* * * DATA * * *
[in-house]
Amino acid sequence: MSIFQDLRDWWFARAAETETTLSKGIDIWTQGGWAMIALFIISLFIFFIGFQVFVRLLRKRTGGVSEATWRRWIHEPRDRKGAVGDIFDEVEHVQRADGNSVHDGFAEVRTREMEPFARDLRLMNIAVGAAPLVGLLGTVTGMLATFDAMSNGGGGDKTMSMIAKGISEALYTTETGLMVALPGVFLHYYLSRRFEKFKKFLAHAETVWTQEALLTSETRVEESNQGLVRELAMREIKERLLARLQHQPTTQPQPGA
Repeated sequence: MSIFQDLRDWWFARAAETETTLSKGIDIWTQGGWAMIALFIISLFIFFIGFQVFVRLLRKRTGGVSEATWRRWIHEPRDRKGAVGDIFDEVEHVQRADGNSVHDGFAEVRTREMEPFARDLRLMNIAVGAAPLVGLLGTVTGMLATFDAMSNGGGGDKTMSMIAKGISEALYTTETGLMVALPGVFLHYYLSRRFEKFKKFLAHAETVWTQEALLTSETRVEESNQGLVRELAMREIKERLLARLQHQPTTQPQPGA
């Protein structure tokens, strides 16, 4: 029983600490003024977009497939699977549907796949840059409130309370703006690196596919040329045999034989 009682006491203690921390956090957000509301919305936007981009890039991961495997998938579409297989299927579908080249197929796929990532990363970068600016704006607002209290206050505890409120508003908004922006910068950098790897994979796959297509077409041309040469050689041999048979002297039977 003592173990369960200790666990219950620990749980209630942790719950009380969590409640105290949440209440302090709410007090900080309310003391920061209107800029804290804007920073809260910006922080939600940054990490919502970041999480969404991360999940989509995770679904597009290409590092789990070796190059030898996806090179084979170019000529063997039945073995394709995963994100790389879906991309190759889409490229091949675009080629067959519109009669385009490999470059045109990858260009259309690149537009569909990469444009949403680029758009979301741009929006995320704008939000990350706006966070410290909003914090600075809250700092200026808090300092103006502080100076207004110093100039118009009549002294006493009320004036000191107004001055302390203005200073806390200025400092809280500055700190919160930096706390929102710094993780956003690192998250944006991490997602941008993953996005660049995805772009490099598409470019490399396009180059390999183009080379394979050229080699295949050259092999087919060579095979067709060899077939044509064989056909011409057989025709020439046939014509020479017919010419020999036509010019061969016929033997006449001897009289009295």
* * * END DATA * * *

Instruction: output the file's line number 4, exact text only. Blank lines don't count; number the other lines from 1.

């Protein structure tokens, strides 16, 4: 029983600490003024977009497939699977549907796949840059409130309370703006690196596919040329045999034989 009682006491203690921390956090957000509301919305936007981009890039991961495997998938579409297989299927579908080249197929796929990532990363970068600016704006607002209290206050505890409120508003908004922006910068950098790897994979796959297509077409041309040469050689041999048979002297039977 003592173990369960200790666990219950620990749980209630942790719950009380969590409640105290949440209440302090709410007090900080309310003391920061209107800029804290804007920073809260910006922080939600940054990490919502970041999480969404991360999940989509995770679904597009290409590092789990070796190059030898996806090179084979170019000529063997039945073995394709995963994100790389879906991309190759889409490229091949675009080629067959519109009669385009490999470059045109990858260009259309690149537009569909990469444009949403680029758009979301741009929006995320704008939000990350706006966070410290909003914090600075809250700092200026808090300092103006502080100076207004110093100039118009009549002294006493009320004036000191107004001055302390203005200073806390200025400092809280500055700190919160930096706390929102710094993780956003690192998250944006991490997602941008993953996005660049995805772009490099598409470019490399396009180059390999183009080379394979050229080699295949050259092999087919060579095979067709060899077939044509064989056909011409057989025709020439046939014509020479017919010419020999036509010019061969016929033997006449001897009289009295």